Rapidly shifting technological and geopolitical paradigms constantly restructure the art world and its institutions, impacting the ways in which borders, hierarchies and inequalities are instantiated and negotiated. Given the recent ongoing displacement crises and the rise of divisive, neo-reactionary ideology, the border has been re-articulated as an expanded site of political, theoretical and artistic contestation. The talks will reflect on some of the main global issues of the current historical moment, including revived nationalism, populism and neo-fascism, growing inequalities, shifting gender realities and digital technologies, examing also how they are registered in creative practice and its institutional conditions. Overall, the event aims to generate discussion on the contemporary art world and its relation to the notion of the border through multiple approaches and sub-foci: technological, socio-political, aesthetic, amongst others.
Marina Grzinic is a philosopher, theoretician, and artist from Ljubljana, Slovenia. She works as a researcher at the Institute of Philosophy ZRC SAZU, Ljubljana. Since 2003, she has been Professor of Post-Conceptual Art Practices at the Academy of Fine Arts in Vienna, Austria. A selection of publications includes Marina Grzinic and Šefik Tatlic, Necropolitics, Racialization, and Global Capitalism. Historicization of Biopolitics and Forensics of Politics, Art, and Life (Lanham: Lexington Books, 2014); Marina Grzinic (ed.), Border Thinking: Disassembling Histories of Racialized Violence (Academy of Fine Arts Vienna: Sternberg Press, 2018).
Morgan Quaintance is a London-based artist and writer. His moving-image work has been shown recently at LIMA, Amsterdam, Kunstmuseum, Bonn; Jerwood Space, London; the 14th Berwick Film & Media Arts Festival, London Film Festival 2018, November Film Festival, The Palace International Film Festival, and Videonalle.17.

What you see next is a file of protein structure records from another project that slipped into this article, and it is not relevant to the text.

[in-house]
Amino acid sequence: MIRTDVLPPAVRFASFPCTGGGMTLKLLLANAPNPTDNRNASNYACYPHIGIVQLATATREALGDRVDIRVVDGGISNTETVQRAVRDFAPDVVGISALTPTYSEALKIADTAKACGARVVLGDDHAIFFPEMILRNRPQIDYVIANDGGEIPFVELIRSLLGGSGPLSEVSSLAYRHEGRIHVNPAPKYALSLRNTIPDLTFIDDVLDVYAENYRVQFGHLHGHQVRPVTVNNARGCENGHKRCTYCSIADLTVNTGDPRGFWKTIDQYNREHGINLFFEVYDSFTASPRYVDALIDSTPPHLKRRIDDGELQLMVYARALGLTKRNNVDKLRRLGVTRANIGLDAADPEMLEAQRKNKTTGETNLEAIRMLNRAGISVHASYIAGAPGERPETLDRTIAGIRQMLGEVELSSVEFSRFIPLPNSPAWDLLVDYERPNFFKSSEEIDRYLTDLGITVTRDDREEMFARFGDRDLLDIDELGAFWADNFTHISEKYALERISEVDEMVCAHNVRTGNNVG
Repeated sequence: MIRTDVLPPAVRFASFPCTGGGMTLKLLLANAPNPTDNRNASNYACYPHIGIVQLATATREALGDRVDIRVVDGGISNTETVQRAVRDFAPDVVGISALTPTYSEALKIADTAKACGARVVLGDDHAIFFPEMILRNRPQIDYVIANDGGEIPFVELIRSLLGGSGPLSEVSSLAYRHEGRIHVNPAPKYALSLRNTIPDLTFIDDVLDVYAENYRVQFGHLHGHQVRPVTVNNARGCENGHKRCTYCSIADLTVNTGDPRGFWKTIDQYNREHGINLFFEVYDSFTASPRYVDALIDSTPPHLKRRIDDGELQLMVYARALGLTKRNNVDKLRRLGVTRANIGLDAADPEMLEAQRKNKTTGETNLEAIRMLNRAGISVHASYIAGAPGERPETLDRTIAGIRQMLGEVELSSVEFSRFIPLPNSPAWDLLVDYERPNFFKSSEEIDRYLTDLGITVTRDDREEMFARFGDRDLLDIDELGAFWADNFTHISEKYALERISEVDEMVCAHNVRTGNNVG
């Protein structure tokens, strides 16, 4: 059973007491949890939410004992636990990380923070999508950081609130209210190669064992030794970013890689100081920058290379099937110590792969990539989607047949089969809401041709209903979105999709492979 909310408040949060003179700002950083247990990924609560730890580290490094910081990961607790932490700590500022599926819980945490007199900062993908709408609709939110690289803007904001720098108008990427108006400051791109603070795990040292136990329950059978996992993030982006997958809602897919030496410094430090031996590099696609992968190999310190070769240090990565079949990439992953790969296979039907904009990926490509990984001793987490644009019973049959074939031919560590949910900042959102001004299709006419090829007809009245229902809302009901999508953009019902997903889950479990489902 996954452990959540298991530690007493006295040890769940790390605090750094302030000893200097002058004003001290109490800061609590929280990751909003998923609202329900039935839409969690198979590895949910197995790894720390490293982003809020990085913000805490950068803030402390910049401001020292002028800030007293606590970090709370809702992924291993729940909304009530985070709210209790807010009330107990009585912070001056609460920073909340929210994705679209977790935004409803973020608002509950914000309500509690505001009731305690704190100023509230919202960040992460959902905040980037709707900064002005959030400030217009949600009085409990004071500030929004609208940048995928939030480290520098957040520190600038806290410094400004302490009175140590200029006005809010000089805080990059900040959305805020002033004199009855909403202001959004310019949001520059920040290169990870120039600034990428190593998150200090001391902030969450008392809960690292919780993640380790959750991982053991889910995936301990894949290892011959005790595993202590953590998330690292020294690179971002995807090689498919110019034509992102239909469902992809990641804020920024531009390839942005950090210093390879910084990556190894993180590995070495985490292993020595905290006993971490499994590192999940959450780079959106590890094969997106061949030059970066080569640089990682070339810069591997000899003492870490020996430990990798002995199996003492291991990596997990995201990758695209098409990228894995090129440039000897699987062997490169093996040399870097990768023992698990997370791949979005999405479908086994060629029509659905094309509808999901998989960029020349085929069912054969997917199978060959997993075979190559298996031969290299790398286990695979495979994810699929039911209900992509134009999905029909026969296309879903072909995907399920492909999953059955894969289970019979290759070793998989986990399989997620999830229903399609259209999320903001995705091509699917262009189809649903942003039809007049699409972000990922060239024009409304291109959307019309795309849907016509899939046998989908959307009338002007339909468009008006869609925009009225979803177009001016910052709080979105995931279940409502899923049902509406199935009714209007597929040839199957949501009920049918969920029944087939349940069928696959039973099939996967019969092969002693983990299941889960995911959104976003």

Yaiza Hernández Velázquez is a lecturer at Central Saint Martins-University of the Arts London, where she leads the MRes Art: Exhibition Studies. Her research focuses on on art institutions understood in a broad sense as sites of political import. With a background in Fine Art and Visual Culture, she went on to complete a PhD at the Centre for Research in Modern European Philosophy. Before arriving at Central Saint Martins, she worked, among other things, as Head of Public Programmes at the Museu d’Art Contemporani de Barcelona (MACBA), director of CENDEAC in Murcia and curator of contemporary art at the Centro Atlántico de Arte Moderno in Las Palmas de Gran Canaria. Recent publications include “Imagining Curatorial Practice after 1972” (in Curating after the Global, MIT, 2019); “Who Needs ‘Exhibition Studies'?” (in El Museo Foro, UNAM, 2019) and “Cortocircuitos del Museo y la Autonomía” (in ¡Autonomia! ¡Automatización!, TEA, 2019).
Convened by Angeliki Roussou, Anastasia Philimonos and Mateusz Sapija
Image credit: Maria Tzanakou, 272 Days, 2014. Postcard, installation detail